42. Another reason to eat more brussels sprouts. Just what I needed! I have been loving my pork-fat-laden sprouts (probably around 2 times per week, these days, actually), but I’m so excited for a new way to approach them. Many thanks!!

  43. Interesting! I made something similar for Thanksgiving. I lightly steamed the brussel sprouts and then tossed them in Dijon, brown sugar, butter and apple cider vinegar that was brought to a bubbly boil in a skillet. Topped with slivered almonds they were delicious! I agree that Djion is a welcome respite from the addition of pork.

  44. Yum! There’s always room for more brussels sprouts. Oh, and we lost a small pumpkin in our house several weeks ago and I feared the worst. It recently resurfaced (from a toy box) stenchless and intact. Shallots are pretty sturdy too, so may you have the same luck.

  45. Im from Leuven (Brussel – Belgium). I totally never ate this this way. I eat it 1 time every 2 weeks mashed with mashed potatoes… And meat ofc.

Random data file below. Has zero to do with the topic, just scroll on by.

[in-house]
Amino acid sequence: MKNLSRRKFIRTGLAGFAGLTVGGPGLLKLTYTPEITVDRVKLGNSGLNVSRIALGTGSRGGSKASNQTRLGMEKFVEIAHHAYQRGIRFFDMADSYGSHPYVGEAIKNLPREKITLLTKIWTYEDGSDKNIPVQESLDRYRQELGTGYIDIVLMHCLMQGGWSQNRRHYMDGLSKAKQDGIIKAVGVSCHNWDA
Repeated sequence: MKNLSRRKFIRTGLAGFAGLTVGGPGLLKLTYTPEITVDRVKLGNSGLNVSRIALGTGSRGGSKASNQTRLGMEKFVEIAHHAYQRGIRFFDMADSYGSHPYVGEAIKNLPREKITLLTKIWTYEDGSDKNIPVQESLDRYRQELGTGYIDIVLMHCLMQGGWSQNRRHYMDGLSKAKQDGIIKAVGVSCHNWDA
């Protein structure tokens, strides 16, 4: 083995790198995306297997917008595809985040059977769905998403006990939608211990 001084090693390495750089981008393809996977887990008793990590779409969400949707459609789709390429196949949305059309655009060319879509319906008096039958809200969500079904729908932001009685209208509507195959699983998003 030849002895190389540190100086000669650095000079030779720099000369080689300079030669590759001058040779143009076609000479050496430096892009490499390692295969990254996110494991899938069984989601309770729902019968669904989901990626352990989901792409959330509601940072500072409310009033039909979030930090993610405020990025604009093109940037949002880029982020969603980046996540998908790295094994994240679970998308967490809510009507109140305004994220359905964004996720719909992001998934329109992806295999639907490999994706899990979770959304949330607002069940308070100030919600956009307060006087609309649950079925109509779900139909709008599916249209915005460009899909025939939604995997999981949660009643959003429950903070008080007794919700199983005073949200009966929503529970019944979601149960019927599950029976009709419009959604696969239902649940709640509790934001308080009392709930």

46. These look very nice, although a little overdone for me. I like some crunch left in my Brussels!

    As for drenched in pork fat…. I blanch or steam mine for a minute or two until they are just starting to go tender. Then I dice up a couple of slices of pancetta finely and fry in a pan, then just toss with the brussel sprouts and that’s in! Simple. Not heavy. Not browned and crispy… just yummy! (and easy) and even my kids who claim not like them eat these :)

  47. Hi Deb–Sprout lover here; always looking for a new recipe, and these look wonderful. But I have a question: I’ve always thought putting wine into cast iron was problematic. Is that not true? Or just an old wives’ tale? You apparently used a cast iron pan for these, so I’m guessing it’s fine. Is the same true for lemon juice? Tomatoes? That would be liberating. So many times I want to grab for my cherished old CI and then stop myself because of some ingredient.